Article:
take care of the normal functioning of the local Orthodox
Churches in difficult circumstances. The same care
was taken also of the Albanian Orthodox Church.
Taking these steps, the Ecumenical Patriarchate has
not taking into account its own advantage, but only
the advantage of the local Churches. On the contrary,
the Patriarchate has made great efforts and costs
in doing this.
The main aim of our visit was to support the EOC by
word and by a feeling of being part of the world-wide
Orthodox Church. Through us, all the Estonian Orthodox
can feel that they are part of the one, holy, catholic
and apostolic Church, which is made up of local autocephalous
and autonomous Churches.
We also hope that the opposition of one local Church
to this will end, if they think more coolly about
it. A more thorough treatment of the subject is needed.
The oldest organization of the Church in the time
of apostles was like that: every town had its bishop,
who acted independently of the neighboring bishops.
Afterwards, a need for a primate was felt for the
bishops every district, but the equality was retained.
In the end, a system of bigger entities, the five
older Patriarchates (Rome, New Rome -Constantinople,
Alexandria, Antioch and Jerusalem), did develop. According
to the canons enacted by the 2nd and 4th Ecumenical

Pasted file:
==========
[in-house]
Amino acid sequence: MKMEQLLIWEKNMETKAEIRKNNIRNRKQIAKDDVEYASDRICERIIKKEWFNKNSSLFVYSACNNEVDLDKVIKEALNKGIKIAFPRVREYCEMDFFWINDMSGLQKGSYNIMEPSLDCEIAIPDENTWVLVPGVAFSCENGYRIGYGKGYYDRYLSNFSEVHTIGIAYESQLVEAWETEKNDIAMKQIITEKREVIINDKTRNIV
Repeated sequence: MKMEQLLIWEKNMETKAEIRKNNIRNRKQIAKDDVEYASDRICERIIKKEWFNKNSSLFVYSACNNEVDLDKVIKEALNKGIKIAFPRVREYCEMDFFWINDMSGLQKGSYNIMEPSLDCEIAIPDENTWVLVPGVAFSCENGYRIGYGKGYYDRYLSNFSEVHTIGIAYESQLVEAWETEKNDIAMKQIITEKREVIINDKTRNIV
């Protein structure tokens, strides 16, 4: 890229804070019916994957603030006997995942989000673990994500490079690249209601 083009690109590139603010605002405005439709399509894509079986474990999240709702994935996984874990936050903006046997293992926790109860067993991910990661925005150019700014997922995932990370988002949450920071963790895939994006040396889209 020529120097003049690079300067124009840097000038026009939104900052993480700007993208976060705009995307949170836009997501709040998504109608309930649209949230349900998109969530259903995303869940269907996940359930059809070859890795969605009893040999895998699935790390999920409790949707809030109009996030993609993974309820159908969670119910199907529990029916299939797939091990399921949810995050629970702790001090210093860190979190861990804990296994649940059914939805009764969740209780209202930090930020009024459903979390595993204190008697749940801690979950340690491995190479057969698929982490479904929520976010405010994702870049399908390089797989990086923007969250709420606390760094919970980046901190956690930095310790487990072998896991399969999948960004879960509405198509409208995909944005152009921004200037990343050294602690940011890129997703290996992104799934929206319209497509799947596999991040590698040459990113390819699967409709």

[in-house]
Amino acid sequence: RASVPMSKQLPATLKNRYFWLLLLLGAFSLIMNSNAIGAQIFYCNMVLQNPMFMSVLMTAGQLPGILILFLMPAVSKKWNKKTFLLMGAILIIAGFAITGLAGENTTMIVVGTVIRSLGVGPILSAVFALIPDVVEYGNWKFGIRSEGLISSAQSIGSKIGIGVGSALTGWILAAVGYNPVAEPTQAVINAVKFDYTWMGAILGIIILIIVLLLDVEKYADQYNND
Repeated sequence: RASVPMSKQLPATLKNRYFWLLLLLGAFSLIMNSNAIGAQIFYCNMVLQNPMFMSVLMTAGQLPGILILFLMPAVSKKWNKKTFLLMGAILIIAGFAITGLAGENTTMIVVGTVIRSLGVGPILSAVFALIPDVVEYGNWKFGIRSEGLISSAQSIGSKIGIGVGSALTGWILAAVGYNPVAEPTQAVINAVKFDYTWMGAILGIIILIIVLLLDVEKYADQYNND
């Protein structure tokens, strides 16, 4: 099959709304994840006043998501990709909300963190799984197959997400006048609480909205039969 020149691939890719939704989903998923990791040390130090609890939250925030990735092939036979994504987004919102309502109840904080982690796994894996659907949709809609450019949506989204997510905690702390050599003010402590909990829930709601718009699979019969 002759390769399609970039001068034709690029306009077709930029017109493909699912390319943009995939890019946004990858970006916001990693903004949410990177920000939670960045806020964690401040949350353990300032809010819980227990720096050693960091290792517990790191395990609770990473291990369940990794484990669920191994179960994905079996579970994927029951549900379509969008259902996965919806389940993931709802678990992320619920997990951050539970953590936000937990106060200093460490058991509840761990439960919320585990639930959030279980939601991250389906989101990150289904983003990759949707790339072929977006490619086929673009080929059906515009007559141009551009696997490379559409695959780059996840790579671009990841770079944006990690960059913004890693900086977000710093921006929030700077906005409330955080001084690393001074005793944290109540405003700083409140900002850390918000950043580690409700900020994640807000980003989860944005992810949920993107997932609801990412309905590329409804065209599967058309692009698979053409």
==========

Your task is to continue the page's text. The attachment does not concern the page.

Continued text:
Councils, the Patriarch of Constantinople was equated
to the Pope of Rome. At the same time, territories
that did not belong to any other Patriarchate were
brought under Constantinople's jurisdiction. After
the schism in the 11th century, the primacy of honor
in the Orthodox Church was retained to the Patriarch
of Constantinople. As first among the equals he serves
and expresses the unity of the Church, coordinates
the activities of other Orthodox Churches, fills vacancies
and takes care of preserving the Orthodox teaching
and Church order. All this he does serving, not thrusting
anything upon others.
Until the schism, the Ecumenical Councils decided
the matter of granting autocephaly and autonomy. As
it was not possible to convoke these after the schism,
the Ecumenical Patriarchate began to grant autocephaly
and autonomy, after which all the Churches confirm
it. It is natural, that a Church, that has been granted
a new status, will recognize the primacy of the Ecumenical
Patriarch, because if several centers would arise,
it will destroy the unity. Consequently, the EOC,
as it was granted autonomy. stepped into the system
of brother Churches, the primacy of honor among whom
belongs to the Ecumenical Patriarchate. This is true
in case of all later Churches not regarding from which
Church they historically have risen. So, the Patriarchates
of Moscow, Serbia, Romania, Bulgaria, and Georgia,
the autocephalous Churches of Greece, Poland, Albania,
Czech lands and Slovakia and the autonomous Church
of Finland, all recognize the primacy of honor and
serving of the Ecumenical Patriarchate. So, there
is nothing new in the fact that the EOC, which was
granted autonomy in 1923, follows the order recognized
So much about canonical matters.
Our impressions of our visit into Estonia were the
best. The autonomous EOC is in way of full reconstruction.
The churches are repaired, the clergy is being educated,
a league of youth has been established, camps for
youth have been arranged and all problems are solved
in a Christian and peaceful spirit. The relations
with the other Christian Churches in Estonia are good.
We hope that you had answers to the basic questions.
If, however, there are more questions, we are ready
(English translation made from the Estonian text)